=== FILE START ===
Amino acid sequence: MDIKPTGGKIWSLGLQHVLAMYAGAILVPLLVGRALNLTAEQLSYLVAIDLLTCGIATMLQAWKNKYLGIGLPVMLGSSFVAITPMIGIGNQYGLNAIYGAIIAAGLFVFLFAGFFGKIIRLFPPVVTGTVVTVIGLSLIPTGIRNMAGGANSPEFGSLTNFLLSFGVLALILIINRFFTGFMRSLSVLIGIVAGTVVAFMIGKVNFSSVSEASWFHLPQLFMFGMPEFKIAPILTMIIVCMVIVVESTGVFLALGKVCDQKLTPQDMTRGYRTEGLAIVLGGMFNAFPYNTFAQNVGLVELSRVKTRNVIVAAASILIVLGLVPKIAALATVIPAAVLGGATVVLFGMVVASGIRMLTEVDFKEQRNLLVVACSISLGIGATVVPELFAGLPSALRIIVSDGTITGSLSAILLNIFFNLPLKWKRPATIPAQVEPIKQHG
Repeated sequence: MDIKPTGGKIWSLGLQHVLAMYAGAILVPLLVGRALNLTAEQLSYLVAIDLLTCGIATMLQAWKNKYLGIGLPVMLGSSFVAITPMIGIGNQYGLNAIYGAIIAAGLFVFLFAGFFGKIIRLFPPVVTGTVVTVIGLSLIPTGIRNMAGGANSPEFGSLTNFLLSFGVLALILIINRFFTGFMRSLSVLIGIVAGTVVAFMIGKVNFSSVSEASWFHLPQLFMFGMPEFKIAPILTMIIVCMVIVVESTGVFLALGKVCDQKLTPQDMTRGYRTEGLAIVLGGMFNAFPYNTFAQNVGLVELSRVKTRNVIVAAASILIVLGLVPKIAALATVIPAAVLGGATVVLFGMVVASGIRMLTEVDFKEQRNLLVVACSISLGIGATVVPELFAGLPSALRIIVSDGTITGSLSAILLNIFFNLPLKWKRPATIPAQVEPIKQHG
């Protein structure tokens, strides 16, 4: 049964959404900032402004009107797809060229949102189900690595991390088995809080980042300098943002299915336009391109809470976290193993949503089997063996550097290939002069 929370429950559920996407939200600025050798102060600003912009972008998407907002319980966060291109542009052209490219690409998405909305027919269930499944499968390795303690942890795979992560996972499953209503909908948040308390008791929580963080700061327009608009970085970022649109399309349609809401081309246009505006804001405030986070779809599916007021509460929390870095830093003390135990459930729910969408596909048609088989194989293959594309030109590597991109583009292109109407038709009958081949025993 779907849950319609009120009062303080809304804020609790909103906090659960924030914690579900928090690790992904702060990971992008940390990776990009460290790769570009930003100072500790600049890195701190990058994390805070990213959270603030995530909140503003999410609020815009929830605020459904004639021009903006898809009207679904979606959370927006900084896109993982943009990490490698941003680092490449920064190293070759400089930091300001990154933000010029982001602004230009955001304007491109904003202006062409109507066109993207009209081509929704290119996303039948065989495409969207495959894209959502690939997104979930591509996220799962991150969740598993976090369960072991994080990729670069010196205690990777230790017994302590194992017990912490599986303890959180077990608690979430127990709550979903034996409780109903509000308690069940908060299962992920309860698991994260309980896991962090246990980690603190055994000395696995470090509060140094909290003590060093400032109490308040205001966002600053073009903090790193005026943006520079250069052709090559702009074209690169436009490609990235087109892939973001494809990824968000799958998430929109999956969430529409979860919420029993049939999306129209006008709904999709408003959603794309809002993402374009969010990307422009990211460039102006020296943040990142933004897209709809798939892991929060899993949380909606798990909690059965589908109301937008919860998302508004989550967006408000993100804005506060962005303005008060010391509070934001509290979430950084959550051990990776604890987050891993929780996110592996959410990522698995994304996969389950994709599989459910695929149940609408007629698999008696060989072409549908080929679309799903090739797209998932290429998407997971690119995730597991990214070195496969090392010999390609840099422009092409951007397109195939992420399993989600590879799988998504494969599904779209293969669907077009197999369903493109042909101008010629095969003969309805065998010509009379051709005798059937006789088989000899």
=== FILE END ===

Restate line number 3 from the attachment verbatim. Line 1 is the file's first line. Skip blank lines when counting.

């Protein structure tokens, strides 16, 4: 049964959404900032402004009107797809060229949102189900690595991390088995809080980042300098943002299915336009391109809470976290193993949503089997063996550097290939002069 929370429950559920996407939200600025050798102060600003912009972008998407907002319980966060291109542009052209490219690409998405909305027919269930499944499968390795303690942890795979992560996972499953209503909908948040308390008791929580963080700061327009608009970085970022649109399309349609809401081309246009505006804001405030986070779809599916007021509460929390870095830093003390135990459930729910969408596909048609088989194989293959594309030109590597991109583009292109109407038709009958081949025993 779907849950319609009120009062303080809304804020609790909103906090659960924030914690579900928090690790992904702060990971992008940390990776990009460290790769570009930003100072500790600049890195701190990058994390805070990213959270603030995530909140503003999410609020815009929830605020459904004639021009903006898809009207679904979606959370927006900084896109993982943009990490490698941003680092490449920064190293070759400089930091300001990154933000010029982001602004230009955001304007491109904003202006062409109507066109993207009209081509929704290119996303039948065989495409969207495959894209959502690939997104979930591509996220799962991150969740598993976090369960072991994080990729670069010196205690990777230790017994302590194992017990912490599986303890959180077990608690979430127990709550979903034996409780109903509000308690069940908060299962992920309860698991994260309980896991962090246990980690603190055994000395696995470090509060140094909290003590060093400032109490308040205001966002600053073009903090790193005026943006520079250069052709090559702009074209690169436009490609990235087109892939973001494809990824968000799958998430929109999956969430529409979860919420029993049939999306129209006008709904999709408003959603794309809002993402374009969010990307422009990211460039102006020296943040990142933004897209709809798939892991929060899993949380909606798990909690059965589908109301937008919860998302508004989550967006408000993100804005506060962005303005008060010391509070934001509290979430950084959550051990990776604890987050891993929780996110592996959410990522698995994304996969389950994709599989459910695929149940609408007629698999008696060989072409549908080929679309799903090739797209998932290429998407997971690119995730597991990214070195496969090392010999390609840099422009092409951007397109195939992420399993989600590879799988998504494969599904779209293969669907077009197999369903493109042909101008010629095969003969309805065998010509009379051709005798059937006789088989000899």